A young smiling girl holds a certificate that states "First Day of Pre-School 2018-2019".

How to Support Learning For Children With Vision Loss

Most children with retinoblastoma experience some degree of vision loss that requires accommodations and support to reach their potential in school. Four vision professionals, who have experience of retinoblastoma, review the supports children may need, and what parents can do to help secure them.

A female doctor wearing scrubs and a brightly coloured surgical cap sits at the head of a surgical table on which a baby is lying with a tube inserted in her mouth to control her breathing. In one hand, the doctor holds a device that shines a bright light onto the eye, and in the other, a small probe held over the eye. Cables from both are draped around her neck. Two doctors stand behind her, observing.

EUA Frequency During and After Retinoblastoma Treatment

Parents of children with retinoblastoma ask how often their child’s eyes should be examined under anaesthetic, and if schedules vary depending on type of eye salvage treatment. Abby White, in collaboration with a specialist from one leading US treatment center, helps to answer these important questions.

Marissa smiles as she holds a gold Kendra Scott jewelry box in her left hand and a One Retinoblastoma World 2017 program in her right hand. She is wearing a grey top and the Elisa Gold Triple Strand Necklace in Ivory Mother-of-Pearl. The necklace combines three chains with unique personalities and Kendra Scott’s iconic oval shape to create a layered look. The photo is taken outside, where a Stars and stripes flag is visible in the top right background.

Give Back This September with Kendra Scott

Our first virtual family event was a great success, with added sparkle from Kendra Scott jewelry. Please help us support more families by shopping at KendraScott.com on Sat 12 – Sun 13 September. They’ll donate to WE C Hope 20% of sales made using code GIVEBACK8400. Shine gold this September Childhood Cancer Month.

Eleni stands on a waterside path. A little distance behid her, a fountain shoots a tall jet of water high into the air.

Life After Enucleation: 8 Retinoblastoma Survivors Share Hope

Despite advances in eye saving therapy for retinoblastoma, removing a child’s eye remains the most common treatment worldwide. Rb survivor and WE C Hope CEO, Abby White, shares her perspective of life after enucleation, and experiences from seven fellow survivors, offering hope to parents facing the reality of enucleation.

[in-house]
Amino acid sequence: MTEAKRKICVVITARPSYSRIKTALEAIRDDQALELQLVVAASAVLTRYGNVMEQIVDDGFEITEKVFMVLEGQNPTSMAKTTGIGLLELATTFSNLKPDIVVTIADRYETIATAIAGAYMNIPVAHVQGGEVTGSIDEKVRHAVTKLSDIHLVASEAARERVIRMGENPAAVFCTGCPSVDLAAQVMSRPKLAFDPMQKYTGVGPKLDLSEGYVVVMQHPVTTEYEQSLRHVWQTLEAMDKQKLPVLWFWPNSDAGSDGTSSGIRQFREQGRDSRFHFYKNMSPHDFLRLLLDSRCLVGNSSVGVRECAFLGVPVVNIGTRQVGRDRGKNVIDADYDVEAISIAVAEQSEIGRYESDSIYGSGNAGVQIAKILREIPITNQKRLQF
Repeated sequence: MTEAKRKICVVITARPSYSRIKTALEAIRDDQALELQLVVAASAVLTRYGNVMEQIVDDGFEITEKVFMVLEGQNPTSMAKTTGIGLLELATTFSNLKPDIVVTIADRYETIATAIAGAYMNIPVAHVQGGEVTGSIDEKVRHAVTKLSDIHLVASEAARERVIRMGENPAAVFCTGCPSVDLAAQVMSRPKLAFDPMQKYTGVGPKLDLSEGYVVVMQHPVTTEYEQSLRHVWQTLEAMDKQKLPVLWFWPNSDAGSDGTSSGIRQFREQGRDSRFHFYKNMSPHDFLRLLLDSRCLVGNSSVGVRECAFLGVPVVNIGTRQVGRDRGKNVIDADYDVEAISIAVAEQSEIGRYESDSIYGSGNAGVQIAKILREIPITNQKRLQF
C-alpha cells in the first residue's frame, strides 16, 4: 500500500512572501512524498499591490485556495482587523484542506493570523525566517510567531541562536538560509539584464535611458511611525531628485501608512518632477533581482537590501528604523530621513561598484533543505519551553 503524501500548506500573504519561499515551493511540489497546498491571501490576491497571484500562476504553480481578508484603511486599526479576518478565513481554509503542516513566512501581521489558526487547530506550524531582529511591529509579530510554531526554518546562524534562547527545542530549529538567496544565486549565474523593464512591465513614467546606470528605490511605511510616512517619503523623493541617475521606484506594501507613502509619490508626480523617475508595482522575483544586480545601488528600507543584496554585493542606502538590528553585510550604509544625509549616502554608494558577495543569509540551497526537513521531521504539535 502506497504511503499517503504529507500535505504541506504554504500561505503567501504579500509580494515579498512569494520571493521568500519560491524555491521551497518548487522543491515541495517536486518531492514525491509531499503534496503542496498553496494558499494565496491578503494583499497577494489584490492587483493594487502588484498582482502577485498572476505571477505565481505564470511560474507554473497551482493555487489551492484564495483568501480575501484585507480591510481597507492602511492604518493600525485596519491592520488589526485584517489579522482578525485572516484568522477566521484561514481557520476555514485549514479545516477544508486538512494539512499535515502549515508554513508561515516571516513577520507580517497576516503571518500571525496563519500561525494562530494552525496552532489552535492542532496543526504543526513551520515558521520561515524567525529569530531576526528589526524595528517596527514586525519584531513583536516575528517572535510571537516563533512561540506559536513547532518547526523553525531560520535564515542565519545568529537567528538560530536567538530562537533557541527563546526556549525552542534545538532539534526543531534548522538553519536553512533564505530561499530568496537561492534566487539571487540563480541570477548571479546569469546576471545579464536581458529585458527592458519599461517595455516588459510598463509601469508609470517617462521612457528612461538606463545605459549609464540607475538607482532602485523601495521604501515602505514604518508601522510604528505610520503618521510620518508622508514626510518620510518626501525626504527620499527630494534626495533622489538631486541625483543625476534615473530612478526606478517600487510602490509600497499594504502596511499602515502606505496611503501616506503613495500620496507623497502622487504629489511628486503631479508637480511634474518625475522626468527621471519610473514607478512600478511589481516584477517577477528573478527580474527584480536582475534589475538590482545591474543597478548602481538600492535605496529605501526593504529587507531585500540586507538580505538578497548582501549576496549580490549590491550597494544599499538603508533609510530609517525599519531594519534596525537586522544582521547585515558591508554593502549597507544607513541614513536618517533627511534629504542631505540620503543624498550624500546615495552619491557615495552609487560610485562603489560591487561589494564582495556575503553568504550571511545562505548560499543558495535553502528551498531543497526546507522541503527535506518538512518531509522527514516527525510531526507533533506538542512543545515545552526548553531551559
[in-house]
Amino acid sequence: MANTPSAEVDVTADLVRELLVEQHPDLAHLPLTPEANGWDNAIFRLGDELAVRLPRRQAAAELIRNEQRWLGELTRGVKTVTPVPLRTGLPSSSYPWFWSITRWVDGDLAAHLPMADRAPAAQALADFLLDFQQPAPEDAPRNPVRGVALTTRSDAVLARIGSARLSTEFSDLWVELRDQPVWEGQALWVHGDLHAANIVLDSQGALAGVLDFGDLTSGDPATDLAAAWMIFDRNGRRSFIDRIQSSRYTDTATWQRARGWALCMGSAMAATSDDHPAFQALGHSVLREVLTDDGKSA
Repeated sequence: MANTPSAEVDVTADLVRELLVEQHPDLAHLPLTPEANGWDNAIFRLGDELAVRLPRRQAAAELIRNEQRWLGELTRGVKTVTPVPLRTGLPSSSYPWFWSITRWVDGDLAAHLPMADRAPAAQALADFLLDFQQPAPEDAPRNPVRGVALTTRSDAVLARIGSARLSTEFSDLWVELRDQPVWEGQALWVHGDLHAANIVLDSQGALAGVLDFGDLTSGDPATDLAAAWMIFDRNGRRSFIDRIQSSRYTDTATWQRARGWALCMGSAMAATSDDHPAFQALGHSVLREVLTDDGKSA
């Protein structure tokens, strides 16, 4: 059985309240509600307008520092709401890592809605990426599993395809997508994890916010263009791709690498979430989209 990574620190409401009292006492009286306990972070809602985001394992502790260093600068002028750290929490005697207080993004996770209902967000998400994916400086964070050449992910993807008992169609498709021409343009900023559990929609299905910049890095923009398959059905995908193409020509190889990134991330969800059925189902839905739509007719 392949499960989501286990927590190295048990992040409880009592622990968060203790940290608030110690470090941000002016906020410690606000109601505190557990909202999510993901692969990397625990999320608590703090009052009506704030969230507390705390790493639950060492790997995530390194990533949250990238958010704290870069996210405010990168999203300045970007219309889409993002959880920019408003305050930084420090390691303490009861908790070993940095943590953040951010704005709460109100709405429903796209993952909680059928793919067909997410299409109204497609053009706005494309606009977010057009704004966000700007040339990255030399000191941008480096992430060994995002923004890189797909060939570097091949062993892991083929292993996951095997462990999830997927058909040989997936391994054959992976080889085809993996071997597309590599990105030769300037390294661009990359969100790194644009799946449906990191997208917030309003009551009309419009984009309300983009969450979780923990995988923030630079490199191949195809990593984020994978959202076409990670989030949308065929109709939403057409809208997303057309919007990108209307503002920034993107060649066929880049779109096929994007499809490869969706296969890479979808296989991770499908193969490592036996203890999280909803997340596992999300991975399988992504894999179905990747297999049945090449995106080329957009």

The gold pin on a compass points to the word "survivorship"

7 Survivorship Tips and Tricks: navigating the adult post-retinoblastoma world

Diagnosis and treatment of eye cancer in early childhood is only the start of a lifelong story for many individuals affected by retinoblastoma. Marissa Gonzalez, Rb survivor and President of World Eye Cancer Hope USA, shares seven tips for being an active participant in your retinoblastoma survivorship journey.

If You Tell Them, They Will Know: raising awareness of retinoblastoma signs can save lives, eyes and sight.

Strabismus (turned eye) and leukocoria (white pupil) are the most common early signs of retinoblastoma.  Sandra Staffieri, Rb Care Co-ordinator at the Royal Children’s Hospital, Melbourne, explores why parent and healthcare provider awareness of these signs is vital to early diagnosis of childhood eye cancer.

A female adult plays patient, cared for by a group of children dressed in medical outfits. She wears an eye patch on her left eye, and the children put bandaids on her arms. One of the children is wearing an anaesthetic mask.

Child Life Programs: Play With Purpose at Retinoblastoma Gatherings

Eye cancer is a potentially overwhelming experience for young children, whether patient or sibling. Child life can radically improve care and life for the entire family, but too many children lack access to this specialist support. Abby White shares how WE C Hope supported Child Life programs are helping to change that.

International Care: Challenges and Opportunities

Families and medical professionals worldwide seek retinoblastoma care at centres offering treatments that are unavailable in their home country. Many families contact WE C Hope for assistance before, during or after such treatment. Abby White explores the challenges they experience and what can be done to help improve outcomes for their children.

Text above reads: "Speak Up" Image of an open book, its pages glowing gold and emitting sparks of light. Text below reads: "Share Your Retinoblastoma Story."

4 Key Ways Sharing Your Story Makes a Difference, and Tips for Telling

Every individual in the retinoblastoma community has a unique story to tell – whether parent, survivor, sibling, professional, extended family member or supporter. Abby White explores the importance of storytelling, and the many ways in which sharing your story can make a difference – to your own life, and to the world.

Close up of a child with leukocoria detected by CRADLE, with results boxes around both eyes and magnified images of both eyes below the main photo.

From CRADLE to Care: Your Photos Can Help Scientists Build an App for Parents to Diagnose Serious Child Eye Disease Early.

A White pupil is the most common early sign of eye cancer in young children, and it’s usually seen first in photos. Do you want to turn your smartphone into a powerful cancer-detector? Mark Billings, WE C Hope USA Director, tells the story behind the CRADLE app and explains how you can help scientists improve it.